Controlling electronic current is essential to modern electronics, as data and signals are transferred by streams of electrons which are controlled at high speed. Demands on transmission speeds are also increasing as technology develops. Scientists from the Chair of Laser Physics and the Chair of Applied Physics at Friedrich-Alexander-Universität Erlangen-Nürnberg (FAU) have succeeded in switching on a current with a desired direction in graphene using a single laser pulse within a femtosecond ¬¬ – a femtosecond corresponds to the millionth part of a billionth of a second. This is more than a thousand times faster compared to the most efficient transistors today.

Graphene is up to the job

Im Focus: LaserTAB: More efficient and precise contacts thanks to human-robot collaboration

At the productronica trade fair in Munich this November, the Fraunhofer Institute for Laser Technology ILT will be presenting Laser-Based Tape-Automated Bonding, LaserTAB for short. The experts from Aachen will be demonstrating how new battery cells and power electronics can be micro-welded more efficiently and precisely than ever before thanks to new optics and robot support.

Fraunhofer ILT from Aachen relies on a clever combination of robotics and a laser scanner with new optics as well as process monitoring, which it has developed...

Im Focus: The pyrenoid is a carbon-fixing liquid droplet

Plants and algae use the enzyme Rubisco to fix carbon dioxide, removing it from the atmosphere and converting it into biomass. Algae have figured out a way to increase the efficiency of carbon fixation. They gather most of their Rubisco into a ball-shaped microcompartment called the pyrenoid, which they flood with a high local concentration of carbon dioxide. A team of scientists at Princeton University, the Carnegie Institution for Science, Stanford University and the Max Plank Institute of Biochemistry have unravelled the mysteries of how the pyrenoid is assembled. These insights can help to engineer crops that remove more carbon dioxide from the atmosphere while producing more food.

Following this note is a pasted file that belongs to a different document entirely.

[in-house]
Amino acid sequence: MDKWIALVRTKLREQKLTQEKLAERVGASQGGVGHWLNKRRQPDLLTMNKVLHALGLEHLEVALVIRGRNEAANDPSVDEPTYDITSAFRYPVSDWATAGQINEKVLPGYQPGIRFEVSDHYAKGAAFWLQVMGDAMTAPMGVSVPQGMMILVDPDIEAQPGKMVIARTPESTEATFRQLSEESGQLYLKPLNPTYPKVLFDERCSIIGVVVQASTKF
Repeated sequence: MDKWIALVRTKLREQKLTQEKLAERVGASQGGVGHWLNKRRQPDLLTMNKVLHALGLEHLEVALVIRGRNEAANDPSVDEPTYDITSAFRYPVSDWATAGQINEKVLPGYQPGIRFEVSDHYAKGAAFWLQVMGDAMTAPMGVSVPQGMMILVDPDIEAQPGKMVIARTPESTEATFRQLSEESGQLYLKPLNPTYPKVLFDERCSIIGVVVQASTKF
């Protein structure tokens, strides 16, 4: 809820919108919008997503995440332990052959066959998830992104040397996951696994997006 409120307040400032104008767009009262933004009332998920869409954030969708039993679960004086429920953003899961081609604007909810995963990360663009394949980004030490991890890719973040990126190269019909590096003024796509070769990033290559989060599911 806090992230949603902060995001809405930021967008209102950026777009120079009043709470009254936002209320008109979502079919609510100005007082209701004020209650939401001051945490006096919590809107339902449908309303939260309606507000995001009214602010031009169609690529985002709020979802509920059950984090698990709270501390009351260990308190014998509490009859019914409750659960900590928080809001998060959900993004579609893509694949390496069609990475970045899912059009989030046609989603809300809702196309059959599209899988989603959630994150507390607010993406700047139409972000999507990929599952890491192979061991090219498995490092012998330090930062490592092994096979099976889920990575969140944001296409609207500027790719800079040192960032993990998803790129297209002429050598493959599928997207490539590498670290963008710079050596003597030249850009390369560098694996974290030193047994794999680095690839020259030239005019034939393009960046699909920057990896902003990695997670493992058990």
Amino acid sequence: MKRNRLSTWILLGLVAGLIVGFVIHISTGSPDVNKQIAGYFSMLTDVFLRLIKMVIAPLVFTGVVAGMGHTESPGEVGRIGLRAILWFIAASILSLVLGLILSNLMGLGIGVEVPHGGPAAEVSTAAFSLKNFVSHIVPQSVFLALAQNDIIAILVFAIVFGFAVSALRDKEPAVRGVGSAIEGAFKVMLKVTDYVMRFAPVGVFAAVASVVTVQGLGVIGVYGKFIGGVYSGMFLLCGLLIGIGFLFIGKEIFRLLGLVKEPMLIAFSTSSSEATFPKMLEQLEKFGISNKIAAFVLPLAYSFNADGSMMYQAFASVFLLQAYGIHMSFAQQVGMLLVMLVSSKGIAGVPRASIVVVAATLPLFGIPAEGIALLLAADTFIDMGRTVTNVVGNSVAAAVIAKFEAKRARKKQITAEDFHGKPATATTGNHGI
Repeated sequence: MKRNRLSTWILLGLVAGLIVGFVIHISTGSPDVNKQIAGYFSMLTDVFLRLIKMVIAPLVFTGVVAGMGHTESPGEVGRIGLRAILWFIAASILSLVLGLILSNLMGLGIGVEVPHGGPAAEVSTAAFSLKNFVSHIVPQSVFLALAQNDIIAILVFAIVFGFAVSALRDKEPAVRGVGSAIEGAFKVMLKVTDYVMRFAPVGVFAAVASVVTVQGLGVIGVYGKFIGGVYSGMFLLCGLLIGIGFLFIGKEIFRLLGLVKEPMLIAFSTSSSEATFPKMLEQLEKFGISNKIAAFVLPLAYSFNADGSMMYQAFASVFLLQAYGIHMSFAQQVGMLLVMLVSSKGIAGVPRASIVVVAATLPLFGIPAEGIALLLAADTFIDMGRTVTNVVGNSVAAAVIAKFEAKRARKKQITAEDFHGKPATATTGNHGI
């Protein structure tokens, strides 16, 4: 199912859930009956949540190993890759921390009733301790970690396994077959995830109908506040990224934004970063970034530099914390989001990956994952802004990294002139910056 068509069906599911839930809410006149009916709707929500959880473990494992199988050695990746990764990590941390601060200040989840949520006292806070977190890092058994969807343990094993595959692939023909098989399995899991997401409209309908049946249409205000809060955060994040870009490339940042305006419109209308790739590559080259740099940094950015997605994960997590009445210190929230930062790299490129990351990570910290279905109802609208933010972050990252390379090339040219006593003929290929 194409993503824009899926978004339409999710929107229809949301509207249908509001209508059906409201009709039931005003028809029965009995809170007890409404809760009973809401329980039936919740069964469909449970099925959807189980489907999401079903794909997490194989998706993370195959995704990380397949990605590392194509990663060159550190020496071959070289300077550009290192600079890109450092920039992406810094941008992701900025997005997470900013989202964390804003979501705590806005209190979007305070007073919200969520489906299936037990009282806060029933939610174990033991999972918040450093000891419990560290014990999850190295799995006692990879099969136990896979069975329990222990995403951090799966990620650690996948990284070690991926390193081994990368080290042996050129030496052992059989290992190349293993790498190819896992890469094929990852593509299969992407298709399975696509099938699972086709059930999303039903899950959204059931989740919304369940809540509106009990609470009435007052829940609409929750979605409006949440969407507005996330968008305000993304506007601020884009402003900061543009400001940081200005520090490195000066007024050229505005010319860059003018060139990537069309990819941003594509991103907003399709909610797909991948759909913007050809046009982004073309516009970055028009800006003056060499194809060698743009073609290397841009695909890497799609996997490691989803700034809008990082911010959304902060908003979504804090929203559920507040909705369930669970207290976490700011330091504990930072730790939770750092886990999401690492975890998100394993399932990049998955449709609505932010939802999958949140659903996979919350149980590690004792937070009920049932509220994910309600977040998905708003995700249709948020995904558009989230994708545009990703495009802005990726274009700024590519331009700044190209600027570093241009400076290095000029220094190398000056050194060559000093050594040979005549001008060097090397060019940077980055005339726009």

A warming planet

Im Focus: Highly precise wiring in the Cerebral Cortex

Our brains house extremely complex neuronal circuits, whose detailed structures are still largely unknown. This is especially true for the so-called cerebral cortex of mammals, where among other things vision, thoughts or spatial orientation are being computed. Here the rules by which nerve cells are connected to each other are only partly understood. A team of scientists around Moritz Helmstaedter at the Frankfiurt Max Planck Institute for Brain Research and Helene Schmidt (Humboldt University in Berlin) have now discovered a surprisingly precise nerve cell connectivity pattern in the part of the cerebral cortex that is responsible for orienting the individual animal or human in space.

The researchers report online in Nature (Schmidt et al., 2017. Axonal synapse sorting in medial entorhinal cortex, DOI: 10.1038/nature24005) that synapses in...

Im Focus: Tiny lasers from a gallery of whispers

New technique promises tunable laser devices

Whispering gallery mode (WGM) resonators are used to make tiny micro-lasers, sensors, switches, routers and other devices. These tiny structures rely on a...

All Focus news of the innovation-report >>>

Anzeige

Anzeige

Event News

“Lasers in Composites Symposium” in Aachen – from Science to Application

19.09.2017 | Event News

I-ESA 2018 – Call for Papers

12.09.2017 | Event News

EMBO at Basel Life, a new conference on current and emerging life science research

06.09.2017 | Event News

 
Latest News

Nerves control the body’s bacterial community

26.09.2017 | Life Sciences

Four elements make 2-D optical platform

26.09.2017 | Physics and Astronomy

Goodbye, login. Hello, heart scan

26.09.2017 | Information Technology

VideoLinks
B2B-VideoLinks
More VideoLinks >>>